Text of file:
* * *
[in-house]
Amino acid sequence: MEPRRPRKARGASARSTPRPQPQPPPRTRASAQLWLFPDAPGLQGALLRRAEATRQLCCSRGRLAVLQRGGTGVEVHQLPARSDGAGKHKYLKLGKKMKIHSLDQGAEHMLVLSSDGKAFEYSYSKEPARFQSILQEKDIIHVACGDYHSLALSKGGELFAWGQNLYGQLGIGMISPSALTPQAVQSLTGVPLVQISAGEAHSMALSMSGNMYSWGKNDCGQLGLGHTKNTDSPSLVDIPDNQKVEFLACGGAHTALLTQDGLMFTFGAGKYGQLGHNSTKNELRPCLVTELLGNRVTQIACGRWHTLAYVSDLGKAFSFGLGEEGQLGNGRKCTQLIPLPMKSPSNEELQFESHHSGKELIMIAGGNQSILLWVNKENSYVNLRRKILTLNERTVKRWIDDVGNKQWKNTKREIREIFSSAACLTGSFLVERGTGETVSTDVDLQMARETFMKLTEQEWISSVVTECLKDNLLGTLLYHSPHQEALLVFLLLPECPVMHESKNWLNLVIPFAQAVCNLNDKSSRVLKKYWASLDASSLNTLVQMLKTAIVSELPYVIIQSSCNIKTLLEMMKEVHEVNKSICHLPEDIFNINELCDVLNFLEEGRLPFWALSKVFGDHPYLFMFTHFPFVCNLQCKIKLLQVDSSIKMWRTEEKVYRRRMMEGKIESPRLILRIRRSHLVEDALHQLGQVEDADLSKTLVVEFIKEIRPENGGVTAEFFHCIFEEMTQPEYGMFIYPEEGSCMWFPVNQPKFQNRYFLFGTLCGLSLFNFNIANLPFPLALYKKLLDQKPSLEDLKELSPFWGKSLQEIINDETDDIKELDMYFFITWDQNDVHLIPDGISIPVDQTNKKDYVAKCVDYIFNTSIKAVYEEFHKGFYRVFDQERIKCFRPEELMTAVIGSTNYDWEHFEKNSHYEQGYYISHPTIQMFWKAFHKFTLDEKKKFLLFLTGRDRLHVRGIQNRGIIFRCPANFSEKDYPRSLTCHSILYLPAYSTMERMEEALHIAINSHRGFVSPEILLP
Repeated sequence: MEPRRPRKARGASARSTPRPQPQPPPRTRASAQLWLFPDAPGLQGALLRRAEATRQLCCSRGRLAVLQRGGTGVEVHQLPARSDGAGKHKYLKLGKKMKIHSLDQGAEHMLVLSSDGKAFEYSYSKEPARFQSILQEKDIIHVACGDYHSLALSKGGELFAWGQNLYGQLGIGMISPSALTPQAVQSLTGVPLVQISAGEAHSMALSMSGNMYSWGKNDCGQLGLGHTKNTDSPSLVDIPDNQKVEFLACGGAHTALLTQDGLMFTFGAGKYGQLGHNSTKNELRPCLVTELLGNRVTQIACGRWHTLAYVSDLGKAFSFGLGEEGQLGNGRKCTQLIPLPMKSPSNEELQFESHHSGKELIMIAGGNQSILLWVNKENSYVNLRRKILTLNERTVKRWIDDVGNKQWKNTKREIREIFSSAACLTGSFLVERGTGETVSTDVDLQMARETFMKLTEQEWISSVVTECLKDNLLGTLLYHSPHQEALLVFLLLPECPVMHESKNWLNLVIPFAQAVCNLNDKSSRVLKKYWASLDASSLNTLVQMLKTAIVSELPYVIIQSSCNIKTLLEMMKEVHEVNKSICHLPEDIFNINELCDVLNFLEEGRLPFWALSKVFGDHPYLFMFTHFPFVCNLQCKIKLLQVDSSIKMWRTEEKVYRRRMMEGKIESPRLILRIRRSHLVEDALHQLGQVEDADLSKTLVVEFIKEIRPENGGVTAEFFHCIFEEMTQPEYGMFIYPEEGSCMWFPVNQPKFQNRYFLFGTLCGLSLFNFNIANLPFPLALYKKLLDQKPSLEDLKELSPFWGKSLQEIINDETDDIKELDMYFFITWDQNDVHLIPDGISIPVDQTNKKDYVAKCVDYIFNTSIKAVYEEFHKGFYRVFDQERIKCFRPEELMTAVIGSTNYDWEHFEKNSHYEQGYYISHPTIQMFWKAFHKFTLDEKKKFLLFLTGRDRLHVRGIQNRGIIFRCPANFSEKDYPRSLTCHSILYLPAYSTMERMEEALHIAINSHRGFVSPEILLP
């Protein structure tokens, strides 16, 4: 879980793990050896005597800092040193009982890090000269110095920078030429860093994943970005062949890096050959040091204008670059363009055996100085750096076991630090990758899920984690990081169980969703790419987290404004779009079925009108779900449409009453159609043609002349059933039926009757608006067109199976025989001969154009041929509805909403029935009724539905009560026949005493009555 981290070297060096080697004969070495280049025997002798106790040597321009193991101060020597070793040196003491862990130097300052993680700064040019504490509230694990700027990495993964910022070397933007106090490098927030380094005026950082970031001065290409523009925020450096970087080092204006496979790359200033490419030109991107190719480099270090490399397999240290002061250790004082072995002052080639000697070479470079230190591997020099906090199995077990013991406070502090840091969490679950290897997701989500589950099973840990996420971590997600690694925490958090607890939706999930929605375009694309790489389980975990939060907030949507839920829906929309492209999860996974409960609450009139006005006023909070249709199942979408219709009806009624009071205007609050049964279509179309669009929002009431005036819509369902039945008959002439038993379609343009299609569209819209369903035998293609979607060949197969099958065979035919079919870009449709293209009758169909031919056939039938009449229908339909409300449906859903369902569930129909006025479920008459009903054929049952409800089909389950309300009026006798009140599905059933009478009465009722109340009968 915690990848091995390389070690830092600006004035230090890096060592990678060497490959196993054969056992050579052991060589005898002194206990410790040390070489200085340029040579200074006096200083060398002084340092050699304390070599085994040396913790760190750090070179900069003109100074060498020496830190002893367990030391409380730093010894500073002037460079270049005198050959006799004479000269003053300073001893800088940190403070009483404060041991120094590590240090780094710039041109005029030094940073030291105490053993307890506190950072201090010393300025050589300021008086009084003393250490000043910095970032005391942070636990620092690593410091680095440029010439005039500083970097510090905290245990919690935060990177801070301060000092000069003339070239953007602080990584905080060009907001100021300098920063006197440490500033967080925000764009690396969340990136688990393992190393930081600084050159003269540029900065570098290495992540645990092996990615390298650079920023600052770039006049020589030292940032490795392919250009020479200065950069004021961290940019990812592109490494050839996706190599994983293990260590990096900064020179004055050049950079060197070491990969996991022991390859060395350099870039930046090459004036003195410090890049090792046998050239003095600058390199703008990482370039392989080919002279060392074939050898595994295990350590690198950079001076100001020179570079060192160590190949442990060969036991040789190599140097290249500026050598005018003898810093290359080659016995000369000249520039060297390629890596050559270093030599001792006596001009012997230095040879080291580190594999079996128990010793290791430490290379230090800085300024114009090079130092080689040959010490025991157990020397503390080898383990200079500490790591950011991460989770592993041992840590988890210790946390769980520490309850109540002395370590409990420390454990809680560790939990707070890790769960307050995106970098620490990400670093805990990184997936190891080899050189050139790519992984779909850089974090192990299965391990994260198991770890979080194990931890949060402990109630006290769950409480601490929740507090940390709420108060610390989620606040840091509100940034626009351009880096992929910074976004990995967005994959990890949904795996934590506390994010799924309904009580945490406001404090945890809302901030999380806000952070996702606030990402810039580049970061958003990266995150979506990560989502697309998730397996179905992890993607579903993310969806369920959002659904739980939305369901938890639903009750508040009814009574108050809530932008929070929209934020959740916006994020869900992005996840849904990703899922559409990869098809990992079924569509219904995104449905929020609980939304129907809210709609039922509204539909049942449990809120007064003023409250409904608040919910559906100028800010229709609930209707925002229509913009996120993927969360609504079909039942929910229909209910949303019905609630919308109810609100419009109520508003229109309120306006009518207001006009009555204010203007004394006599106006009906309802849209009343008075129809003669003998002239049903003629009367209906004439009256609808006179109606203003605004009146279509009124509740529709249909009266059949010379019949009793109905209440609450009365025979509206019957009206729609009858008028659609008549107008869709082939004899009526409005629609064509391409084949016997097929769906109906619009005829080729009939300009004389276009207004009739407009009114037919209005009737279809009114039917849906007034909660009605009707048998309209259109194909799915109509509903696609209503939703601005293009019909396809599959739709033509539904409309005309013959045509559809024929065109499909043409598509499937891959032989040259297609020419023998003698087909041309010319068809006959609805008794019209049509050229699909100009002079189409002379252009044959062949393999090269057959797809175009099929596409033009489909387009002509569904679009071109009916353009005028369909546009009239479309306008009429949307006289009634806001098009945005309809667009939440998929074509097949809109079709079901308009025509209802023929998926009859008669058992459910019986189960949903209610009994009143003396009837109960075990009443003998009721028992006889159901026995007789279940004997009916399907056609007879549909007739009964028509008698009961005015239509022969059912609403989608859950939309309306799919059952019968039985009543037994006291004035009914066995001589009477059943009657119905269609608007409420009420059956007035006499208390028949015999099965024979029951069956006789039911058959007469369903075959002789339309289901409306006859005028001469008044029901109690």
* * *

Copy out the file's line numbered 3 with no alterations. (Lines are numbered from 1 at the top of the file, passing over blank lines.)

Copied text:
Repeated sequence: MEPRRPRKARGASARSTPRPQPQPPPRTRASAQLWLFPDAPGLQGALLRRAEATRQLCCSRGRLAVLQRGGTGVEVHQLPARSDGAGKHKYLKLGKKMKIHSLDQGAEHMLVLSSDGKAFEYSYSKEPARFQSILQEKDIIHVACGDYHSLALSKGGELFAWGQNLYGQLGIGMISPSALTPQAVQSLTGVPLVQISAGEAHSMALSMSGNMYSWGKNDCGQLGLGHTKNTDSPSLVDIPDNQKVEFLACGGAHTALLTQDGLMFTFGAGKYGQLGHNSTKNELRPCLVTELLGNRVTQIACGRWHTLAYVSDLGKAFSFGLGEEGQLGNGRKCTQLIPLPMKSPSNEELQFESHHSGKELIMIAGGNQSILLWVNKENSYVNLRRKILTLNERTVKRWIDDVGNKQWKNTKREIREIFSSAACLTGSFLVERGTGETVSTDVDLQMARETFMKLTEQEWISSVVTECLKDNLLGTLLYHSPHQEALLVFLLLPECPVMHESKNWLNLVIPFAQAVCNLNDKSSRVLKKYWASLDASSLNTLVQMLKTAIVSELPYVIIQSSCNIKTLLEMMKEVHEVNKSICHLPEDIFNINELCDVLNFLEEGRLPFWALSKVFGDHPYLFMFTHFPFVCNLQCKIKLLQVDSSIKMWRTEEKVYRRRMMEGKIESPRLILRIRRSHLVEDALHQLGQVEDADLSKTLVVEFIKEIRPENGGVTAEFFHCIFEEMTQPEYGMFIYPEEGSCMWFPVNQPKFQNRYFLFGTLCGLSLFNFNIANLPFPLALYKKLLDQKPSLEDLKELSPFWGKSLQEIINDETDDIKELDMYFFITWDQNDVHLIPDGISIPVDQTNKKDYVAKCVDYIFNTSIKAVYEEFHKGFYRVFDQERIKCFRPEELMTAVIGSTNYDWEHFEKNSHYEQGYYISHPTIQMFWKAFHKFTLDEKKKFLLFLTGRDRLHVRGIQNRGIIFRCPANFSEKDYPRSLTCHSILYLPAYSTMERMEEALHIAINSHRGFVSPEILLP